My rating: 5 of 5 stars
The subtitle for this book is “Discovering the Two Worldviews Hidden within Genesis 1-11.” The extensive Introduction proves the context (using the documentary hypothesis combined with an aspects approach) for understanding the next 12 chapters (attributed to one or both of the J and P traditions). While acknowledging the obvious contradictions between these two sources, the author cautions against the human tendency to harmonize them … subscribing to the "both/and" paradigm suggested by the very existence of such contradictions within a divine revelation over the more modern/western paradigm of "either/or.” In other words, the tension between the two opposites was on purpose … and the author uses the two creation stories to illustrate this.
“If He is to create the world as 'the Lord,’ reflecting the middat harahamim (the attribute of compassion), people will not be held accountable for their actions. But if He is to create the world as ‘God,’ reflecting the middat hadin (the attribute of judgement), how will the world survive, given the human propensity toward sin. Thus God decided to create the world by carefully balancing both dimensions of Himself in the hope that the world will be able to stand. In other words, the multifaceted God conducts the affairs of humankind by combining, in a way incomprehensible to us, two contradictory aspects of Himself.”
While I am very familiar with the various methods and theories surrounding Christian interpretation of Genesis, I am much less so with how traditions within Judaism do so. In that respect, I found this book to be very interesting and even helpful for my own exegesis and understanding of the scriptures. At the beginning of each chapter, there is a brief analysis on which tradition (J or P) the chapter belongs to and why. Each chapter also generally ends with a summary of, and/or conclusion about, the topics discussed. As the author takes the reader through each part of the story, he carefully points out where interpretation of the Hebrew is problematic and brings in various rabbinical traditions that try to explain it (often with opposition views) before posing several questions to which we just don’t have good answers to (such as what exactly is mention by Eve bing a fitting helper). In particular I enjoyed how the original word play was highlighted during the interoperation explanations. This textual approach is wonderful because it also highlights the ambiguities within the text that have at times been used for “proof texting,” or using small segments to prove an opinion or interpretation is correct, as opposed to a more holistic reading that seems to more accurately capture the essence of the original author/redactor's intent.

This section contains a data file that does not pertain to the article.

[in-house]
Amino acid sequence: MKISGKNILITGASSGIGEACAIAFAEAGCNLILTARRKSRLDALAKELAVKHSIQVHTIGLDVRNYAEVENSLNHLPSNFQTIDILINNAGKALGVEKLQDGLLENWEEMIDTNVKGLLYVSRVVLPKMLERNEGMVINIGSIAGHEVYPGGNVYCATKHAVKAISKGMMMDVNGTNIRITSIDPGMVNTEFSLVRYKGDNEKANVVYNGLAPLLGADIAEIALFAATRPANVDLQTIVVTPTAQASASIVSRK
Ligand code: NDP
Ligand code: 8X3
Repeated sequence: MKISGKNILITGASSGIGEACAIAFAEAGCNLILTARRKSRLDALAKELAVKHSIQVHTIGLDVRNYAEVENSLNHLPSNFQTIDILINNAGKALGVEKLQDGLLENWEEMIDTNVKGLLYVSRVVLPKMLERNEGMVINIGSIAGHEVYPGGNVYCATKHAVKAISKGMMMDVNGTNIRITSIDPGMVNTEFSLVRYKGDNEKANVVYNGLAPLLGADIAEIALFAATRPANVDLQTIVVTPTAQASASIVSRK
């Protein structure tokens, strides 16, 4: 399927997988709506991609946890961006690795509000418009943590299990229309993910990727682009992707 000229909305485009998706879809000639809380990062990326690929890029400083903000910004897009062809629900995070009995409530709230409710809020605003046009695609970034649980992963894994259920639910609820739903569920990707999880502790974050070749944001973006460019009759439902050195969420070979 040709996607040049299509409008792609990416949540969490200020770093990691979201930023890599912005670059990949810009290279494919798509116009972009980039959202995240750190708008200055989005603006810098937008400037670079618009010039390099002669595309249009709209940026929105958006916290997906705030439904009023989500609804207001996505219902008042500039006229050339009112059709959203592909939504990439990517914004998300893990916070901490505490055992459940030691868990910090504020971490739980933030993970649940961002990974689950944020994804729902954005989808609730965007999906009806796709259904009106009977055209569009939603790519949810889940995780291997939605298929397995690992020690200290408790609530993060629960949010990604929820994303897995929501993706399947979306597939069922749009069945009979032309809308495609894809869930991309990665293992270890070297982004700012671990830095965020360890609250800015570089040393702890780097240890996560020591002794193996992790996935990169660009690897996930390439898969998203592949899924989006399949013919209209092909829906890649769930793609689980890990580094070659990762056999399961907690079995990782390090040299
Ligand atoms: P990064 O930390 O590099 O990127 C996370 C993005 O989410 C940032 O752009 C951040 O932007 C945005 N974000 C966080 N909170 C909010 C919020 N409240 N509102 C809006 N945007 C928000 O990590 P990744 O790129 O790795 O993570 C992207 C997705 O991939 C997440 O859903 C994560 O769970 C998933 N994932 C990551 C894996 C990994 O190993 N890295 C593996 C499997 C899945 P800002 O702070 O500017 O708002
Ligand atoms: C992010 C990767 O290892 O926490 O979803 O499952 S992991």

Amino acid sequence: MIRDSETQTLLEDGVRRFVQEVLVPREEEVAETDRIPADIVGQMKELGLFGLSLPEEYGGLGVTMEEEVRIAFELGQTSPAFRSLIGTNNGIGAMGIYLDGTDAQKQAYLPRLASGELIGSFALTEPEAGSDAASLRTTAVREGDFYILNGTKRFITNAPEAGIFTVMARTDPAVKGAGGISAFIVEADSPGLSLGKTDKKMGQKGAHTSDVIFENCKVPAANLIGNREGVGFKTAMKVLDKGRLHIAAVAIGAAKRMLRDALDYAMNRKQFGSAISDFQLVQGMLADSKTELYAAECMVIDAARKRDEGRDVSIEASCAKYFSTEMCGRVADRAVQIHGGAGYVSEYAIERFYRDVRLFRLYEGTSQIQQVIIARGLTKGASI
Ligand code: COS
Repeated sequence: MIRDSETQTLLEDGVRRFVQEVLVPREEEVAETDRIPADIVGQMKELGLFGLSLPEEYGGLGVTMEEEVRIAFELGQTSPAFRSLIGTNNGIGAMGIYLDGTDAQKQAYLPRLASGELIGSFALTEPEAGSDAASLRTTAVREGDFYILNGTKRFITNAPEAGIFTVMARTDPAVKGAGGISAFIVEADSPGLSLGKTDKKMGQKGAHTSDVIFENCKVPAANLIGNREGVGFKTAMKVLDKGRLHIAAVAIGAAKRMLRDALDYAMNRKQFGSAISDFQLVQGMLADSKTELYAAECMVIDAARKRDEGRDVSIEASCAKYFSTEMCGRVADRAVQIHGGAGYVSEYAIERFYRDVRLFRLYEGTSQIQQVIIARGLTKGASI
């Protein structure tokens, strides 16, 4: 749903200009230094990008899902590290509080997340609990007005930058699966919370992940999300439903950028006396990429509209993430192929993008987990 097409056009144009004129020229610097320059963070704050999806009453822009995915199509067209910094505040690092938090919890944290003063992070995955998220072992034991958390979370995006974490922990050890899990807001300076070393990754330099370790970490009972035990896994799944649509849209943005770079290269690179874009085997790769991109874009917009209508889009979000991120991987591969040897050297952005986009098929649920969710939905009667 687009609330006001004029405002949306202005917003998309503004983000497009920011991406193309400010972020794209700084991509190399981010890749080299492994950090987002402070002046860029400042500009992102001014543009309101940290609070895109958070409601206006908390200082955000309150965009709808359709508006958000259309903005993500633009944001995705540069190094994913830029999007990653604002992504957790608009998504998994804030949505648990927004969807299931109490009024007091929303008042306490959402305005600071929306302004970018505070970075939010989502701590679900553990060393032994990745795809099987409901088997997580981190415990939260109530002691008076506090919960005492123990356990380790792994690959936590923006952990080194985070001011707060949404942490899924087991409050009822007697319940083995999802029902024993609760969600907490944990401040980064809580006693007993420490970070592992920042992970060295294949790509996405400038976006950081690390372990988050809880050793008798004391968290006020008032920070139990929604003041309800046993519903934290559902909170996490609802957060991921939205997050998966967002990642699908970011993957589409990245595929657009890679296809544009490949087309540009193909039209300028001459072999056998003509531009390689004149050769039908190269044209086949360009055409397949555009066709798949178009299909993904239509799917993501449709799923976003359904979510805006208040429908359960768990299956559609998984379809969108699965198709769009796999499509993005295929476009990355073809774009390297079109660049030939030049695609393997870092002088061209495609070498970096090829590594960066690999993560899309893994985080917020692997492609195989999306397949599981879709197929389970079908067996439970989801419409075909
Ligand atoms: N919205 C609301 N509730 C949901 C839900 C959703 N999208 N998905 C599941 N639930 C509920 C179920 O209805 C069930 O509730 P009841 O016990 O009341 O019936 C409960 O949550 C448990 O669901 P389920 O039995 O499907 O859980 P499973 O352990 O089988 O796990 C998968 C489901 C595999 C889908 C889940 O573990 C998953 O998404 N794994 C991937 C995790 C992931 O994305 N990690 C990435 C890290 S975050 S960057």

1. The First Story of Creation (P)
2. The Second Story of Creation (J)
3. The Garden of Eden (J)
4. Cain and Abel (J)
5. From Adam and Cain to Noah (J & P)
6. The Stories of the Flood
7. The Story of the Flood (J)
8. The Story of the Flood (P)
9. Noah and His Sons after the Flood (J)
10. The Tables of Nations (J & P)
11. The Babel Building Project (J)
12. From Shem to Terah to Abraham (P)
I was given this free advance reader copy (ARC) ebook at my request and have voluntarily left this review.
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